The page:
with Beth Moon
In the fall of 2018, one of Madagascar’s most sacred baobabs cleaved and crumbled. The ancient giant was estimated to be about 1,400 years old and offered food, fuel, and fiber to the region before its trunk, which spanned 90 feet around, collapsed. Known as Tsitakakoike, which means “the tree where one cannot hear the cry from the other side,” the baobab was also entwined with local lore and thought to house the ancestral spirits of nearby Masikoro people. Its loss was devastating to the community and an ominous sign of how the climate crisis is permanently damaging these centuries-old trees.
Bay Area photographer Beth Moon (previously) has been documenting the species since 2006 and traveled to the region when Tsitakakoike fell. There she captured the cracked, deteriorating emblem along with other baobabs in similar states of crisis throughout Madagascar, Senegal, and South Africa. Shot in dramatic black-and-white, the images are rich in texture and frame the baobabs’ wide, crackled trunks and branches that splay outward into massive tufted canopies.
An act of visual preservation, Moon’s photos show how the massive trees’ exposed roots sprawled across the ground, a sure sign of years-long droughts causing many to become so dehydrated they cave under their own weight. These devastating effects are common in the region, which has experienced significant water shortages and rapid reduction of the baobab population in the last few decades. Moon writes about her visit:
Astonishment and horror set in as Tsitakakoike comes into view. Half of the tree has collapsed; a portion of the sides and back of the trunk remain. Gigantic branches, larger than most trees, lay in disarray at the base of the trunk. The entire spectacle is about the size of a football field.
During her visit, Moon captured dozens of photos, which are on view now as part of an online exhibition through photo-eye Gallery and compiled in a recently released book available on Bookshop. You can see more from her travels on Instagram.
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In this new series of striking images, San Francisco-based photographer Beth Moon (previously) captures some of the world’s oldest living trees against shimmering night skies in remote areas of Botswana, Namibia, and South Africa. Titled Diamond Nights, the new photos were inspired in part by Moon’s interest in several new studies suggesting a relationship between starlight and cosmic radiation on tree growth. Diamond Nights is a progression of Moon’s 15-year journey photographing ancient trees around the world. Moon shares about her process:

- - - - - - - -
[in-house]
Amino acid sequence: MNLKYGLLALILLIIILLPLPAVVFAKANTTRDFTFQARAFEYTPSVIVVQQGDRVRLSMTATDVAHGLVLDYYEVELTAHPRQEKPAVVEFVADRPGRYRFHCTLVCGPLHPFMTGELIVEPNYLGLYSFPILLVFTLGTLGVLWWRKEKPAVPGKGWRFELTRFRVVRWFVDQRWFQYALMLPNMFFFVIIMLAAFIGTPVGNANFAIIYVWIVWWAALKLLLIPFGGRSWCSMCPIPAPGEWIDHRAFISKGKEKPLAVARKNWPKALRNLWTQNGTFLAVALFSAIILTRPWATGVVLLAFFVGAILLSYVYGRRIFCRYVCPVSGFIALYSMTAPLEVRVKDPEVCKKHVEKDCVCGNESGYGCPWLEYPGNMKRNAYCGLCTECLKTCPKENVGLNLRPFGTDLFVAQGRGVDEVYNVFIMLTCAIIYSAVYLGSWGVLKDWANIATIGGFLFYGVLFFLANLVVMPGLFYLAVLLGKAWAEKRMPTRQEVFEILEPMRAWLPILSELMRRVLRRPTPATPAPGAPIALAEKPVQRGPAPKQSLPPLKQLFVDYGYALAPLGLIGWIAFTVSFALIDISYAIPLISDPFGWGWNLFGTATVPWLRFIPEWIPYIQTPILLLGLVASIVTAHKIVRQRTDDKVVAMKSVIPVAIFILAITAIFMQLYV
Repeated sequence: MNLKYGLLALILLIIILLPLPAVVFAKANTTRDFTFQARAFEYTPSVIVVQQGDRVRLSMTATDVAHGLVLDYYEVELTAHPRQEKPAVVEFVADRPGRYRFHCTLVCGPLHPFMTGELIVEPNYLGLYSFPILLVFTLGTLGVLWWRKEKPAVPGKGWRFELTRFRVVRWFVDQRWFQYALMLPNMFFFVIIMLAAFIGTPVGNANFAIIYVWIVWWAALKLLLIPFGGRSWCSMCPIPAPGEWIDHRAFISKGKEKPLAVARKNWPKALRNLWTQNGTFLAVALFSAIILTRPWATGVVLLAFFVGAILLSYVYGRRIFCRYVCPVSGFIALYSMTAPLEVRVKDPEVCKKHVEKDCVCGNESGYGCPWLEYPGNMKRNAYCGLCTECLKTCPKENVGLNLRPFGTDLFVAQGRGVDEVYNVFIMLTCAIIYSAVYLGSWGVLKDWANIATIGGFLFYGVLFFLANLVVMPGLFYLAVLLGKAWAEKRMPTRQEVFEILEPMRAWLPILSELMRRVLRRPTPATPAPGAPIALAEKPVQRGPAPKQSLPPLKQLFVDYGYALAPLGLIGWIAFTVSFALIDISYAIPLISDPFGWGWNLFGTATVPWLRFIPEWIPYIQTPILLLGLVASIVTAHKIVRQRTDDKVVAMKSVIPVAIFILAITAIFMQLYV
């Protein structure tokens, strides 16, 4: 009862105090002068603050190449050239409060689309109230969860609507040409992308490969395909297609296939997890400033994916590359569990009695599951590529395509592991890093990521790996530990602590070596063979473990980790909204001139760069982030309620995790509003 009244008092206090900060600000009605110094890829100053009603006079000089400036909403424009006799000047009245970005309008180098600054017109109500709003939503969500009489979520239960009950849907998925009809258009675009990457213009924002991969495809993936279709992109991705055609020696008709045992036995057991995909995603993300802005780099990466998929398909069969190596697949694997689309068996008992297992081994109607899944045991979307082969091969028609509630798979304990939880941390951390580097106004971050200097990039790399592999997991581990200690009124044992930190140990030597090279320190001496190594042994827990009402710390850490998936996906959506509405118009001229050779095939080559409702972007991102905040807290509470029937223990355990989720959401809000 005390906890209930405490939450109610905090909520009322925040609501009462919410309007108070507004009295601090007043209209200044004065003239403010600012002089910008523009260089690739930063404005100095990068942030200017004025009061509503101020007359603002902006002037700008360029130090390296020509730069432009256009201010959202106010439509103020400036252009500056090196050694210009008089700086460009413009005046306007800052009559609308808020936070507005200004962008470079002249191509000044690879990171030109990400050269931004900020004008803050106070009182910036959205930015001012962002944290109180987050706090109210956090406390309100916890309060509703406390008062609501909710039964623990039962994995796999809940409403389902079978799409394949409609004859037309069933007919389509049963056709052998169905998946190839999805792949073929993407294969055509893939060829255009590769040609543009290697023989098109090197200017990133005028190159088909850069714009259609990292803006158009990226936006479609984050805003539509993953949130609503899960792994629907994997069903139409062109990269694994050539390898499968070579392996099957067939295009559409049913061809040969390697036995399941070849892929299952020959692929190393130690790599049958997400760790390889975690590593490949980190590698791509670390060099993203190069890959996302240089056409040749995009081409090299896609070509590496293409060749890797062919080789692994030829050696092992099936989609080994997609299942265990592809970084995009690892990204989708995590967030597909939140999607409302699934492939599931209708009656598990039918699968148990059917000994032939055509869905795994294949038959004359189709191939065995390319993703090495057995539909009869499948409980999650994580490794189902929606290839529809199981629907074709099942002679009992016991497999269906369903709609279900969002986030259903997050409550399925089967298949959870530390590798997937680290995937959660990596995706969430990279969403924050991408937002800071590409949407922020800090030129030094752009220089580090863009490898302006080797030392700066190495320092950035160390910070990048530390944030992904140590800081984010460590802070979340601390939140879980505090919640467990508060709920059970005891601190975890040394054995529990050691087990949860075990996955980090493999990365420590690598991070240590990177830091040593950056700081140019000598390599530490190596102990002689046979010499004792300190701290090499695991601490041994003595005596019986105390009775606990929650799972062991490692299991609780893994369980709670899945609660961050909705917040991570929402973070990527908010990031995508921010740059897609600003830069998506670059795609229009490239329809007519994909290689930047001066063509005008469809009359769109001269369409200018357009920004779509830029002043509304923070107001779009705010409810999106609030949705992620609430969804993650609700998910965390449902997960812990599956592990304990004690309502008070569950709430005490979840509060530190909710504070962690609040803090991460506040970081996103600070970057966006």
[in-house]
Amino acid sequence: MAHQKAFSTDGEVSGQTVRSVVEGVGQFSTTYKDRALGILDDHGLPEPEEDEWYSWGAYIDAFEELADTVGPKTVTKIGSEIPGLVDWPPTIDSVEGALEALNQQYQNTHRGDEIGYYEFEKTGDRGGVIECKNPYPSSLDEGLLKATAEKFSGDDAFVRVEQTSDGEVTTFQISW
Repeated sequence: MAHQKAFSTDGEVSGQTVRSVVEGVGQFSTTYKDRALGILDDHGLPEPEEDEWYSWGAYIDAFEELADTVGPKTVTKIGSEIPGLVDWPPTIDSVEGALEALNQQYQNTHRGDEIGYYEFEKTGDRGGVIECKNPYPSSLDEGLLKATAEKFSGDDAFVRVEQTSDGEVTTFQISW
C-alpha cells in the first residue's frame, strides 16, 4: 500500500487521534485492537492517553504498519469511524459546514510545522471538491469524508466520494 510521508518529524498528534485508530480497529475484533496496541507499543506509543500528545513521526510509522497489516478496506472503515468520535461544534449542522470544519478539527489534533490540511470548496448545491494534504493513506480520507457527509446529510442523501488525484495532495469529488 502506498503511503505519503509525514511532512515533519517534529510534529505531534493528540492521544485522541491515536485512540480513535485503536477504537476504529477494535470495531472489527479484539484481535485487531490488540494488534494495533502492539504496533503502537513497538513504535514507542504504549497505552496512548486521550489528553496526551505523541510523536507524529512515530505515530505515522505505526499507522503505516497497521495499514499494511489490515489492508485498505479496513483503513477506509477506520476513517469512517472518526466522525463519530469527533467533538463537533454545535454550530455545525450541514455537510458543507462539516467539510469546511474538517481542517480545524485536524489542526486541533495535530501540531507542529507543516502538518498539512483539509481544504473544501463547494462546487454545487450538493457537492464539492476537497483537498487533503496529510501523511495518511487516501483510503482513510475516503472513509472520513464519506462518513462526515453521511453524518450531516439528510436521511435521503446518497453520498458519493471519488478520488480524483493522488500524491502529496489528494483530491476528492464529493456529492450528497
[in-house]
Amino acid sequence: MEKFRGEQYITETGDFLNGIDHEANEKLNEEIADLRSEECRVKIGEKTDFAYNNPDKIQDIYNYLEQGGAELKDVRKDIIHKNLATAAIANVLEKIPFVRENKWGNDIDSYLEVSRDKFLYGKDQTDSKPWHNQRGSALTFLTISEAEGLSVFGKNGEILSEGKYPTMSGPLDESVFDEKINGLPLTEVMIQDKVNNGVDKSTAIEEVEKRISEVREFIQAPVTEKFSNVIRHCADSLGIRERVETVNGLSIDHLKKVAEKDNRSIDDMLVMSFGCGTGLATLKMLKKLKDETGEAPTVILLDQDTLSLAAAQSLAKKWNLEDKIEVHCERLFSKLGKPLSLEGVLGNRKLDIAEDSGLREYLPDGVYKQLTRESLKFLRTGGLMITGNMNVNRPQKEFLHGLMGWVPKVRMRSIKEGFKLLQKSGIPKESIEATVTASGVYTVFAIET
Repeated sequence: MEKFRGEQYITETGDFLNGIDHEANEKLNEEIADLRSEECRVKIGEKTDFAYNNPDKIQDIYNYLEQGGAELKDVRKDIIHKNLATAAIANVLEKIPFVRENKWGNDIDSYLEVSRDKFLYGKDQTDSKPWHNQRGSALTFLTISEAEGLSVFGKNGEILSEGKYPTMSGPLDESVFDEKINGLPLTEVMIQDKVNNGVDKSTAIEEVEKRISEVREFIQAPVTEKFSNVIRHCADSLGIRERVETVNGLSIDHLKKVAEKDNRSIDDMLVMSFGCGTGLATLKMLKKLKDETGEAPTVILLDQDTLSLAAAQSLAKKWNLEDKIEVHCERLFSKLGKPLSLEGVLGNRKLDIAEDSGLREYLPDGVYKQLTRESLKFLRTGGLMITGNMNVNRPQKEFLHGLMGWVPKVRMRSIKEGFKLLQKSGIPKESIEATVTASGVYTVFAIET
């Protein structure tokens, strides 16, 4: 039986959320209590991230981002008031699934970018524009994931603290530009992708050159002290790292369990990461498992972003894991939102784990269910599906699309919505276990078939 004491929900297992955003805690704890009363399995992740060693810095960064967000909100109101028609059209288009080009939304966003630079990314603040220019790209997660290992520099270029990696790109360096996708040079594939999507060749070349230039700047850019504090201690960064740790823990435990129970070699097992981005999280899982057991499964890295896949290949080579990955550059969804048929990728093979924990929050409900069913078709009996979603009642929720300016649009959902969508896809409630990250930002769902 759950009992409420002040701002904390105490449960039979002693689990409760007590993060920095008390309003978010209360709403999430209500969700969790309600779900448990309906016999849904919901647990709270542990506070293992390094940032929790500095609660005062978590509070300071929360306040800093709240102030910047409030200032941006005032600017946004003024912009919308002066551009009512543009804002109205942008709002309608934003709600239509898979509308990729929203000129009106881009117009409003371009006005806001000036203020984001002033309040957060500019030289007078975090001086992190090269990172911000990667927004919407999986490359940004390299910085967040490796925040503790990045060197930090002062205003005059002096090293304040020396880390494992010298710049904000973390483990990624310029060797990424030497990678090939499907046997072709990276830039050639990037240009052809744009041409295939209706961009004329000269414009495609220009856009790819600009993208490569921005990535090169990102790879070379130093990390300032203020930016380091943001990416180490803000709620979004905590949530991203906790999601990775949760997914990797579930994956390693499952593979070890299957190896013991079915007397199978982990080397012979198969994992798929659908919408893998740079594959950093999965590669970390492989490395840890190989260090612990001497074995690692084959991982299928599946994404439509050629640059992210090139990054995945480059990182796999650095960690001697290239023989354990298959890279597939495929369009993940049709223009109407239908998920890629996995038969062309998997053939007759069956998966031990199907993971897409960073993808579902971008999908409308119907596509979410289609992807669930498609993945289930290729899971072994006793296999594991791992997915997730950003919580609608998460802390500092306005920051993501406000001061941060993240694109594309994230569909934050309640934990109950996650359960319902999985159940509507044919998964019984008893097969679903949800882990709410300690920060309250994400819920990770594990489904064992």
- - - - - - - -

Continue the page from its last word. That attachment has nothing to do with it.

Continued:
The majority of these photographs were created during moonless nights, shot with a wide angle lens and ISO of 3200 – 6400. The Milky Way, a ribbon of stars that stretches from horizon to horizon burns brightly in some of the images. Exposures up to 30 seconds allowed enough light to enter the lens without noticeable star movement. Each location required a lot of experimenting. and different lighting techniques. Sometimes a short burst of diffused light from a flashlight was sufficient, or bounced light from multiple flashlights was used for a softer more natural glow.
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Criss-crossing the world with stops on almost every continent, San Francisco-based photographer Beth Moon spent the last 14 years seeking out some of the largest, rarest, and oldest trees on Earth to capture with her camera. Moon develops her exhibition prints with a platinum/palladium process, an extremely labor-intensive and rare practice resulting in prints with tremendous tonal range that are durable enough to rival the longitivity of her subjects, potentially lasting thousands of years. Moon’s collected work of 60 duotone prints were recently published in a new book titled Ancient Trees: Portraits of Time. From Abbeville Press:
This handsome volume presents sixty of Moon’s finest tree portraits as full-page duotone plates. The pictured trees include the tangled, hollow-trunked yews—some more than a thousand years old—that grow in English churchyards; the baobabs of Madagascar, called “upside-down trees” because of the curious disproportion of their giant trunks and modest branches; and the fantastical dragon’s-blood trees, red-sapped and umbrella-shaped, that grow only on the island of Socotra, off the Horn of Africa.
Moon is currently working on a new series of trees photographed by starlight called Diamond Nights.
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